4. Uki Goñi on how authoritarianism arrived in Argentina in the 1970ies: "For many Argentines, then, the military represented not a subjugation to arbitrary rule, but a release from the frustrations, complexity, and compromises of representative government. A large part of society clasped with joy the extended hand of totalitarian certainty. Life was suddenly simplified by conformity to a single, uncontested power. For those who cherish democracy, it is necessary to comprehend the secret delight with which many greeted its passing... Whipped up by the irrational fear of a communist takeover, this impatience won the day. And once Argentina had accepted the necessity for a single, absolute solution, the killing could begin." Read the entire essay here (New York Review of Books, August 2018)

  5. Yascha Mounk and Jordan Kyle on the anti-democratic track record of current populist governments on both the left and the right:"According to our research, populist governments have deepened corruption, eroded individual rights, and inflicted serious damage on democratic institutions… But are all populists equally dangerous? -... Since 1990, 13 right-wing populist governments have been elected; of these, five brought about significant democratic backsliding. Over the same time period, 15 left-wing populist governments were elected; of these, the same number, five, brought about significant democratic backsliding. This suggests that left-wing populists are not likely to be a cure for right-wing populism; they are, on the contrary, likely to accelerate the speed with which democracy burns out." Read the whole text here (The Atlantic, December 2018).

  6. Anne Applebaum on Poland's descent into tribalist politics and illiberal democracy: "From Orwell to Koestler, the European writers of the 20th century were obsessed with the idea of the Big Lie. The vast ideological constructs that were Communism and fascism, the posters demanding fealty to the Party or the Leader, the Brownshirts and Blackshirts marching in formation, the torch-lit parades, the terror police—these Big Lies were so absurd and inhuman, they required prolonged violence to impose and the threat of violence to maintain.. [I]n Poland, and in Hungary too, we now have examples of what happens when a Medium-Size Lie—a conspiracy theory—is propagated first by a political party as the central plank of its election campaign, and then by a ruling party, with the full force of a modern, centralized state apparatus behind it... Read the entire article here (The Atlantic, 2018).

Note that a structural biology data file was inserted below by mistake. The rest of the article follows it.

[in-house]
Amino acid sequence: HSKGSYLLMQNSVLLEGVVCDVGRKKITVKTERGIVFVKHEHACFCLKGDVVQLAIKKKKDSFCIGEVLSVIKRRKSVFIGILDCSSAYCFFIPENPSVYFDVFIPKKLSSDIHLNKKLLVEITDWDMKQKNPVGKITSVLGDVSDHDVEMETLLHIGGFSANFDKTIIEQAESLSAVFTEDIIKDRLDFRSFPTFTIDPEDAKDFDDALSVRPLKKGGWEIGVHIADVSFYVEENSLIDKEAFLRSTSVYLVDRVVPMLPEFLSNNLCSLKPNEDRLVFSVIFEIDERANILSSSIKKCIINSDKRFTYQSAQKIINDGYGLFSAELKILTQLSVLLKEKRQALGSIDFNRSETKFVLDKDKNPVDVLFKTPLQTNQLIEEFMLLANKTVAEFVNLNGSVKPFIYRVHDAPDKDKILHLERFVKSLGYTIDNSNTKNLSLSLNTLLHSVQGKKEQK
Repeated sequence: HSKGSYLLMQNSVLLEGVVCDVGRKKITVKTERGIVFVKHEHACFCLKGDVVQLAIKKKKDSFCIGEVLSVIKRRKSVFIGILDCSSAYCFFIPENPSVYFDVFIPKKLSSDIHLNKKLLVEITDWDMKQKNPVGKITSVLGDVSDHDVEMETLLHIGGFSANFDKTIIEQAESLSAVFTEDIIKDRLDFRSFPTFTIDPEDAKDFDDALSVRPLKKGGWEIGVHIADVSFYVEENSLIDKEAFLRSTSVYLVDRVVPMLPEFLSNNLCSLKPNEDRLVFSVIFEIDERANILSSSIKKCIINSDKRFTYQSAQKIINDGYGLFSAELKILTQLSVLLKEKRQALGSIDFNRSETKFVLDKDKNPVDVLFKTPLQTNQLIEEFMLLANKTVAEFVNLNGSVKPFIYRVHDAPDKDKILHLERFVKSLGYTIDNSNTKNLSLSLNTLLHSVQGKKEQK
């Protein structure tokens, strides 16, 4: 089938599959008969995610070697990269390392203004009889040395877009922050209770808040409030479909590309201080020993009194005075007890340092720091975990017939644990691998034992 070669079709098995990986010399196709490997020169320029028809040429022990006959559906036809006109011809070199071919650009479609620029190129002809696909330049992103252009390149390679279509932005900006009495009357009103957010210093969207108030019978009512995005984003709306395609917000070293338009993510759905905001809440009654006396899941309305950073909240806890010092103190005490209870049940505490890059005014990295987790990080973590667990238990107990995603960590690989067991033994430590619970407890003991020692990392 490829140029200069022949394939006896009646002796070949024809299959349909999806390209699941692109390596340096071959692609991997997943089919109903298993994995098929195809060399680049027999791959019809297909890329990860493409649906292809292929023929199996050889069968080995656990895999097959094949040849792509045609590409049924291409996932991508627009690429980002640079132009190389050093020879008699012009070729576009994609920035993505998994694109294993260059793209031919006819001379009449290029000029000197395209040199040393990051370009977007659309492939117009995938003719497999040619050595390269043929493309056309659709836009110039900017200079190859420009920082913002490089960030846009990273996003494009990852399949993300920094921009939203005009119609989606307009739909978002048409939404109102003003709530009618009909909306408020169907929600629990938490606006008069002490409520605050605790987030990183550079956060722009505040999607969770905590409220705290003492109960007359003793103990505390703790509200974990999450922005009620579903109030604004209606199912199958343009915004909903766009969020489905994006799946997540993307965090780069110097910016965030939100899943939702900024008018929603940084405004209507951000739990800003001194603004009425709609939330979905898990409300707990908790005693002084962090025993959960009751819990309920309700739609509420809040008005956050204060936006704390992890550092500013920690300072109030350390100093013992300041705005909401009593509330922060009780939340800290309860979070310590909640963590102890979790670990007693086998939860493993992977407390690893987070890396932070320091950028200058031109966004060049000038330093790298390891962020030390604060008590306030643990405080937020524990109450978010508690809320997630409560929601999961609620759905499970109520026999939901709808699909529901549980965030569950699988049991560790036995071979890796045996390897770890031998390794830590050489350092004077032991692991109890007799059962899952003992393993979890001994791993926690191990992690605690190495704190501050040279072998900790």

7. Elif Shafak explains how glorifying the past can poison the present: "Memory is a responsibility. We ought to remember the past, not only in its polished glories but also its atrocities and injustices. Rhetoric about returning to a golden past is not innocent and it is not the right way forward. Let us please not be so complacent as to assume that imperial nationalism, a toxic liquid that has turned sour in country after country, will not have the same effect in the UK because, after all, “this place is different”. That’s exactly what a Hungarian, Turkish, Croatian, Austrian or German imperial-nationalist would have said. As Europe witnesses a rise in a new form of political nostalgia, the last thing we need is for British politicians to jump on this doomed bandwagon. No country is exceptional. We are all in this mess together." Read the whole text here (Guardian, 2018) .

  8. Zeynep Tufekci on how authoritarians are using the digital tools that once had been hailed as tools of liberation: "Power always learns, and powerful tools always fall into its hands. This is a hard lesson of history but a solid one. It is key to understanding how, in seven years, digital technologies have gone from being hailed as tools of freedom and change to being blamed for upheavals in Western democracies—for enabling increased polarization, rising authoritarianism, and meddling in national elections by Russia and others." Read the whole text here (Medium, 2018).

  9. Pankaj Mishra’s critique of imperialist liberalism: "Liberal capitalism was supposed to foster a universal middle class and encourage bourgeois values of sobriety and prudence and democratic virtues of accountability. It achieved the opposite: the creation of a precariat with no clear long-term prospects, dangerously vulnerable to demagogues promising them the moon. Uncontrolled liberalism, in other words, prepares the grounds for its own demise..." Read the entire interview here (LA Review of Books, 2018).

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© 2018 Ivo Nicholas Scherrer